I will be the first to tell you that I didn't actually know that much about having a baby before I had a baby. I knew about babies, sure, but there were a lot of parenting specifics I was completely clueless about before my partner and I found out our daughter was arriving by adoption. That doesn't mean women, and men, can't be a little more prepared than my partner and I were before becoming parents. That's why I'm sharing this handy list of things every grown-ass man should know before having a baby. Believe me, everyone involved will be grateful later.
Whenever I try to explain why my partner and I were utterly unprepared for our daughter (at least in terms of stuff, because our hearts sure were ready), I feel a bit sheepish. The truth is that infertility and adoption journeys can make you really wary of more disappointment, and the fear of that disappointment meant I didn't want to pour the rest of my heart into learning about being a parent before I knew, for sure, I was actually going to be one.
My family's story is fairly unusual, and most people who are preparing for a baby to arrive can actually allow themselves the freedom to do so, without fear. But there's a common fear of the unknown that can take hold, regardless of how excited you are about the prospect of parenthood, and that fear can sometimes prevent you from being as prepared and knowledgeable as you could be. Believe me, not having a single baby item or any knowledge about what to do in those first weeks really isn't preferable.
Before any grown-ass man has a baby, here's where he should start:
Know The Basic Mechanics Of Childbirth...
As the male, non-pregnant partner you might think you're just a cheerleader in this whole "getting the baby out" situation, but you're much more than that. The last thing a lady wants when she's in the middle of labor is to have to stop and explain something that's going on. If you know the basics of what's going on with your partner's body, you can be a better advocate and support for her as she labors.
... And What Happens After
You don't need to know every nitty gritty detail, but you do need to know that the cord will need to be cut and someone is likely going to ask you to do it. You'll also need to know that your baby is going to be slimy and gooey. If the doctor mentions the word meconium, it's more helpful if you know what that word means sooner than later.
Know How To Diaper & Feed A Baby
Google changing a diaper, watch a few YouTube videos, go to a class, ask a nurse at the hospital to show you, and try it out before you leave the hospital. It's scary at first, especially when you're terrified you're going to break the baby, but it won't get any less scary if you don't jump in. If your partner is breastfeeding, you won't necessarily be on the hook to feed the baby from the start, but making sure your partner has a snack or a drink while she feeds your child is a great way to aid the process until you can be involved.
Know How Tired You'll Be
Even if you aren't the one getting up every three hours (or more often) to feed the baby, you won't be sleeping soundly and all night, like you used to. A new baby interrupts sleep for both parents, for at least a few months (if not a few years).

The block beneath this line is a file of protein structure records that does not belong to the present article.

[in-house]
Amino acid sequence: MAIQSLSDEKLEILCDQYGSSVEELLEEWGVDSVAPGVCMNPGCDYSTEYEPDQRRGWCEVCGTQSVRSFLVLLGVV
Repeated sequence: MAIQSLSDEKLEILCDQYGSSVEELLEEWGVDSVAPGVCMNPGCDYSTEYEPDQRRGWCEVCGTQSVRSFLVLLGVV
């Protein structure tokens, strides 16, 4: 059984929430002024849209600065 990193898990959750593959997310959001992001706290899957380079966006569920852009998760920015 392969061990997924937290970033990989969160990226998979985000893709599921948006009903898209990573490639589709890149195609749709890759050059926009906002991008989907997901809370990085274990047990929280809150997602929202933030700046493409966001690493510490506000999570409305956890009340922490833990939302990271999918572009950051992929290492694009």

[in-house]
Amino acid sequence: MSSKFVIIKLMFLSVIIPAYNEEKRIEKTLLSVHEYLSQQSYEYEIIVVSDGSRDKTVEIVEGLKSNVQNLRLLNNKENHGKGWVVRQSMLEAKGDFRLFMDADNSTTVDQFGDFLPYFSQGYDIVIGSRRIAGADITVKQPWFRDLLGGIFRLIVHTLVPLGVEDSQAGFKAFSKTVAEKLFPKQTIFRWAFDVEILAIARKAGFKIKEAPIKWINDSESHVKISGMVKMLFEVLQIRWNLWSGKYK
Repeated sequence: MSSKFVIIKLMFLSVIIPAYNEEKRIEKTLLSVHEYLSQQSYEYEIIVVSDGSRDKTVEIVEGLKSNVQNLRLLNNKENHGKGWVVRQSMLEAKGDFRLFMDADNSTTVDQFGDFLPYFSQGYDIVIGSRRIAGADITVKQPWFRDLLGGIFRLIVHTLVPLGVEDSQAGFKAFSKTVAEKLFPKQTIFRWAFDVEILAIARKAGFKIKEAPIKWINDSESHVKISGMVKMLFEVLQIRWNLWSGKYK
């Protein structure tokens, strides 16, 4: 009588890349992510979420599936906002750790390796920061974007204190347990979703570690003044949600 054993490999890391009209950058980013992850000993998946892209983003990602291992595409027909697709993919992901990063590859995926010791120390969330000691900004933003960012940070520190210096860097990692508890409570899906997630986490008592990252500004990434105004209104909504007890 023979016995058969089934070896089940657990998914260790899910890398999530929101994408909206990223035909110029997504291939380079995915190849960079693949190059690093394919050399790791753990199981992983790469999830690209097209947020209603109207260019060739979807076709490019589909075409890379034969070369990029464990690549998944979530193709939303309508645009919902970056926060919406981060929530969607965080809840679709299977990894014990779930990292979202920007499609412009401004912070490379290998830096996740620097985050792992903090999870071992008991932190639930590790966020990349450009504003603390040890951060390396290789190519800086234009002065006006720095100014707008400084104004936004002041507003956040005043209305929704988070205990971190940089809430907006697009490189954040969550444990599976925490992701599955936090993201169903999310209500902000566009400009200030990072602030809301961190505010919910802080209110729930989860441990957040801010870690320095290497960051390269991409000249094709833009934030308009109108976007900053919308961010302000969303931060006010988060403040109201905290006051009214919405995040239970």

Know That Onesies Can Be Taken Off By Pulling Them Down
What every parent should know before their baby has his first blow out? That onesies are designed so you don't have to take them off over the baby's head and for that specific reason. No poop on the baby's face! It doesn't make a blow out any less disgusting, but it might save you from having to give the baby a bath right that minute.
Know How He Feels About Circumcision
Unless you're having a baby girl, in which case you don't have to worry about circumcision at all for the moment. But if you're having a baby boy or are waiting until the delivery to be surprised about the sex, you'll want to have a conversation with your partner about the pros and cons of circumcision before a doctor is staring you in the face, waiting for an answer.
Know That Babies Aren't Always Fun From The Start
I think my partner was a little surprised that our daughter was more work than fun for the first few months of her life, and I think he only realized he felt this way when she started getting more interactive. As newborns, babies are a lot of work without much return, and then they finally start to smile and laugh and they're a heck of a lot more enjoyable to be around. But those first few months can really take their toll on you if you're not mindful of it.
Know That Postpartum Is No Joke
For anyone, even adoptive parents. But adoptive parents don't necessarily have to deal with surges of hormones that make the person who just gave birth a few days ago cry uncontrollably and for no reason.
So partners, learn the warning signs of postpartum depression and be prepared to support your partner in getting some help.
Know That You Will Think About Sleep All The Time
If you're not thinking about how much you would love to lie down on the floor and take a nap, you're going to be thinking about why on earth your baby isn't sleeping, or whether the sound of you going to the kitchen to make a sandwich will wake him or her up. You'll wonder why you probably shouldn't flush the toilet because that will definitely wake him or her up. You will have a thought about someone's sleep almost constantly for weeks, and that will be a pretty strange change. But trust me, it's perfect.
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